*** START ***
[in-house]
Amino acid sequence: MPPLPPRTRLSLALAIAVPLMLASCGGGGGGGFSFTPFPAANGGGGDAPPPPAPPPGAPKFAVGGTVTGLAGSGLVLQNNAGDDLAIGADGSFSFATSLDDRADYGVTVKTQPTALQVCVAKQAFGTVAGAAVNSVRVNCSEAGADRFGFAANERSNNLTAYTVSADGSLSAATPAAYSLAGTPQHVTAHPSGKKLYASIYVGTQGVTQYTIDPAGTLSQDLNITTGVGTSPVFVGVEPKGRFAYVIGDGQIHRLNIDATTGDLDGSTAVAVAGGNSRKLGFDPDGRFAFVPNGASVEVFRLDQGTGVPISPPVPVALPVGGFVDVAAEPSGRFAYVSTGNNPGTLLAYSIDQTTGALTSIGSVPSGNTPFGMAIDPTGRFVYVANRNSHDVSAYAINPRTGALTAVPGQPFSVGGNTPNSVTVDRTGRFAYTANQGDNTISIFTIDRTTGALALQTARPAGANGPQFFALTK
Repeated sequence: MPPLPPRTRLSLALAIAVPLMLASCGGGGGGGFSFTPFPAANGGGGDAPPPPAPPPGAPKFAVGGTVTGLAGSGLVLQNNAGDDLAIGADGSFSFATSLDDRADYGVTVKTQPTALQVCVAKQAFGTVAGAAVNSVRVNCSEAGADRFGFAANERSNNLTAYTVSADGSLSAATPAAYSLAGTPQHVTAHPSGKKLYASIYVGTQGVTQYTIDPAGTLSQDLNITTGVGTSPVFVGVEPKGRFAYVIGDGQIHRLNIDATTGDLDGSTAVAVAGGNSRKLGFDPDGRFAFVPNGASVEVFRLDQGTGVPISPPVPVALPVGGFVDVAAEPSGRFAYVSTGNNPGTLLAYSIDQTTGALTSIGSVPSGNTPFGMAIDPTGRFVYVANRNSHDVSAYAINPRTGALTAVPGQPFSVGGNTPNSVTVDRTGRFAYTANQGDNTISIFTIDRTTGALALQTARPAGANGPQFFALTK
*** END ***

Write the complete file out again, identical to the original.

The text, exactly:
[in-house]
Amino acid sequence: MPPLPPRTRLSLALAIAVPLMLASCGGGGGGGFSFTPFPAANGGGGDAPPPPAPPPGAPKFAVGGTVTGLAGSGLVLQNNAGDDLAIGADGSFSFATSLDDRADYGVTVKTQPTALQVCVAKQAFGTVAGAAVNSVRVNCSEAGADRFGFAANERSNNLTAYTVSADGSLSAATPAAYSLAGTPQHVTAHPSGKKLYASIYVGTQGVTQYTIDPAGTLSQDLNITTGVGTSPVFVGVEPKGRFAYVIGDGQIHRLNIDATTGDLDGSTAVAVAGGNSRKLGFDPDGRFAFVPNGASVEVFRLDQGTGVPISPPVPVALPVGGFVDVAAEPSGRFAYVSTGNNPGTLLAYSIDQTTGALTSIGSVPSGNTPFGMAIDPTGRFVYVANRNSHDVSAYAINPRTGALTAVPGQPFSVGGNTPNSVTVDRTGRFAYTANQGDNTISIFTIDRTTGALALQTARPAGANGPQFFALTK
Repeated sequence: MPPLPPRTRLSLALAIAVPLMLASCGGGGGGGFSFTPFPAANGGGGDAPPPPAPPPGAPKFAVGGTVTGLAGSGLVLQNNAGDDLAIGADGSFSFATSLDDRADYGVTVKTQPTALQVCVAKQAFGTVAGAAVNSVRVNCSEAGADRFGFAANERSNNLTAYTVSADGSLSAATPAAYSLAGTPQHVTAHPSGKKLYASIYVGTQGVTQYTIDPAGTLSQDLNITTGVGTSPVFVGVEPKGRFAYVIGDGQIHRLNIDATTGDLDGSTAVAVAGGNSRKLGFDPDGRFAFVPNGASVEVFRLDQGTGVPISPPVPVALPVGGFVDVAAEPSGRFAYVSTGNNPGTLLAYSIDQTTGALTSIGSVPSGNTPFGMAIDPTGRFVYVANRNSHDVSAYAINPRTGALTAVPGQPFSVGGNTPNSVTVDRTGRFAYTANQGDNTISIFTIDRTTGALALQTARPAGANGPQFFALTK